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From Robots to Flying Cameras: 5 Technology Innovations for Improved Facility Security

Modified on

August 12, 2022

Ensuring the security of your business is a key component of facilities managers’ jobs; your facility needs to be safe for operations to function properly and for customers to enjoy their experiences. Security solutions used to be fairly outdated, with stagnant surveillance cameras and guard patrols being the only widespread options. Now, however, new facilities management technology is springing up that can optimize how businesses keep their facilities safe.

Let’s take a look at five of the most innovative technology solutions changing the way FMs approach security:  

1. Surveillance Robots

Mention surveillance robots and most people immediately think of the RoboCop films. While this is certainly an intriguing concept for improving facility security, real-life surveillance robots are more like unmanned ground vehicles than reincarnated police officers made of metal.

Facility guard tours are a monotonous task, which increases the chance that boredom or fatigue causes a security threat to slip through the cracks. One of the core benefits of employing a surveillance robot is removing the possibility of human error. Surveillance robots can be equipped with specialized sensors for detecting a wide range of disturbances, like unauthorized vehicles or unplanned internal temperature fluctuations. Robots can also be equipped with emergency call buttons so that they can alert human facilities staff if anything is awry.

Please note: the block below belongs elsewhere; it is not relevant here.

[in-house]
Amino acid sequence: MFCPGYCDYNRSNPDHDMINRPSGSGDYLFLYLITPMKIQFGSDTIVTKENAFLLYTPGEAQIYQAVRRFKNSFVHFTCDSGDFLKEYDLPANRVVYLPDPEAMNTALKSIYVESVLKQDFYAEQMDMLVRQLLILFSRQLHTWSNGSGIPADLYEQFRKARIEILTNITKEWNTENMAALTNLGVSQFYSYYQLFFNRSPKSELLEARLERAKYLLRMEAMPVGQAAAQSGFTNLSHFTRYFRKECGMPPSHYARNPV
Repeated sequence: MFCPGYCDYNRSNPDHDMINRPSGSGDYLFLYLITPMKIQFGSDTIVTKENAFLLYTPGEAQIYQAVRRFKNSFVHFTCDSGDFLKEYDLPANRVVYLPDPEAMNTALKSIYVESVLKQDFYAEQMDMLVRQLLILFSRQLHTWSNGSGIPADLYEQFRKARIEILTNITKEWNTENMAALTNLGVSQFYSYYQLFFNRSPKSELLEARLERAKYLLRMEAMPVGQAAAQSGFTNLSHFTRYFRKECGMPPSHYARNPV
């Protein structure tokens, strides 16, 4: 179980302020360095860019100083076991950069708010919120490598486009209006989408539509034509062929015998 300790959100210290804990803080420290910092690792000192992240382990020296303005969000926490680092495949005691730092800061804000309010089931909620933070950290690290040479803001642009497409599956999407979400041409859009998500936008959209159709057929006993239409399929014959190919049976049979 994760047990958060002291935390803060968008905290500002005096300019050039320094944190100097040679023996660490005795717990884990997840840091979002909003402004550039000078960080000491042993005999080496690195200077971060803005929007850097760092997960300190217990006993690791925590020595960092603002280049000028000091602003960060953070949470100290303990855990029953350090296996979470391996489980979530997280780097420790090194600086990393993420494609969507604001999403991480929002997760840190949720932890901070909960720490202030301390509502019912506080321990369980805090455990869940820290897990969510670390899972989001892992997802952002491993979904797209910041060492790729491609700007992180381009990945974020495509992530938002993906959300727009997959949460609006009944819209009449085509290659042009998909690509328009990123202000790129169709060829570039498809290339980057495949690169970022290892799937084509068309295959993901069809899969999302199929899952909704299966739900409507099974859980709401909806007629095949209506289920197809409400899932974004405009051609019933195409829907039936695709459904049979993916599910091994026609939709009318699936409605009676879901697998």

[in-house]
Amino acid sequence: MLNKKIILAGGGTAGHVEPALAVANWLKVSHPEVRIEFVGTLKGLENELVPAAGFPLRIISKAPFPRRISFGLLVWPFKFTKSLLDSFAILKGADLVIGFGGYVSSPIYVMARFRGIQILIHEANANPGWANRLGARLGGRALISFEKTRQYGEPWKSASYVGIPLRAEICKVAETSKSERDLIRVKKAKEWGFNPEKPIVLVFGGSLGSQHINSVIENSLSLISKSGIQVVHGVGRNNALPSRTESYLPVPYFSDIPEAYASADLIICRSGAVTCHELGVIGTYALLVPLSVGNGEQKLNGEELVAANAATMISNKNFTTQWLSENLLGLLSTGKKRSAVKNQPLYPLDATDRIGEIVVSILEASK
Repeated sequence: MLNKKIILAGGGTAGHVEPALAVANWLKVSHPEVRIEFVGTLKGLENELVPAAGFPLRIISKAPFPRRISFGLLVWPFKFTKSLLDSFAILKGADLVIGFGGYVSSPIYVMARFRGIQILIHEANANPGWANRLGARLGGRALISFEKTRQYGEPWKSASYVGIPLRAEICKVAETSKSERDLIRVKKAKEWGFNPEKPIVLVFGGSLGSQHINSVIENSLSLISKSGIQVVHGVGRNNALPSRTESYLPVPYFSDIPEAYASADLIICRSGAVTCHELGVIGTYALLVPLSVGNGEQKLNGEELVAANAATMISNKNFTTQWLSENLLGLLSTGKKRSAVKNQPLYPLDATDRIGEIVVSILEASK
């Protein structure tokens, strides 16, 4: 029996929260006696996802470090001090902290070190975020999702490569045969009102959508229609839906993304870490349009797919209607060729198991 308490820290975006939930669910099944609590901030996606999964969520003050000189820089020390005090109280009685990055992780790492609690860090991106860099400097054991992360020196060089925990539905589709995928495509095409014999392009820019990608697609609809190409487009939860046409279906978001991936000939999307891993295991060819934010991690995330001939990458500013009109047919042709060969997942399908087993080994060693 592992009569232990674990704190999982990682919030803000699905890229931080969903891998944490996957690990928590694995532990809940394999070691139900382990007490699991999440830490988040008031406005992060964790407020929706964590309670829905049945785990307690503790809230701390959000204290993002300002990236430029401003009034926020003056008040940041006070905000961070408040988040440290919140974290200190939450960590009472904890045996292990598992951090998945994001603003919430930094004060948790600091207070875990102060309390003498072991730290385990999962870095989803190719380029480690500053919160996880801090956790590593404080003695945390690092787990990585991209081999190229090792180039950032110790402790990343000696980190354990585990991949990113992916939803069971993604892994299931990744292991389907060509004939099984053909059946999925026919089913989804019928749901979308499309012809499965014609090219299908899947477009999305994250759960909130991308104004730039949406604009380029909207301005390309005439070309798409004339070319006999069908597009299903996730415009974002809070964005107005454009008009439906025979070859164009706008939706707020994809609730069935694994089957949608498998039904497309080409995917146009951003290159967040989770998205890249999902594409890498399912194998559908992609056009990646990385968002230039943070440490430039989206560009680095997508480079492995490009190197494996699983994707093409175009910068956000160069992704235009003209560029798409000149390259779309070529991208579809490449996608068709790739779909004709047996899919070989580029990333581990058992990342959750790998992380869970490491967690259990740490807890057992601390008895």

One company that has seen early success with surveillance robots is Microsoft. Microsoft started with a robot surveillance program in their Washington headquarters, and have since expanded the program to its other locations. Most easily quantifiable are the financial benefits of surveillance robots; Microsoft reported that it had to pay human security guards nearly twice of what it costs to utilize robots.

2. Drones

Drones are unmanned aerial systems that are especially useful for monitoring the outside areas of facilities. Compared to fixed surveillance cameras that can only monitor one specific area, drones are highly mobile and can pivot, dip, rise and move to oversee much larger areas.drone aerial viewDrones can also be used as first responders to security incidents. They appear on-site quickly, often beating human responders and immediately provide video, audio and other sensory information about the incident. With this information, facilities managers can make smart decisions about what kind of response they need to deploy.

Another security aspect to consider is if your facilities are protected against unwanted drone presence. Do you have a system for detecting external drones in and around your facilities? Facilities that require heightened security, such as government campuses, need to be aware that drones could be used to penetrate their privacy. If your facility needs to be secure, make sure you have a process in place for handling unwanted drone activity.

3. Intelligent Video Monitoring

Video monitoring is a tried and true method to improve facility security. However, new updates can enhance video monitoring and make it an even more effective security system. New software technology enables smart video monitoring, meaning that video is analyzed and can issue alerts if out-of-the-ordinary events are taking place. Smart video monitoring can be programmed to send out alerts about specific instances, such as glass breaking or an unauthorized person in a secured area.

4. Movement Tracking

Knowing who is coming in and out of your facilities and when is vital to ensuring your security. There are several technology innovations that help accomplish this:

GPS and IVR Contractor Check-In and Check-Outs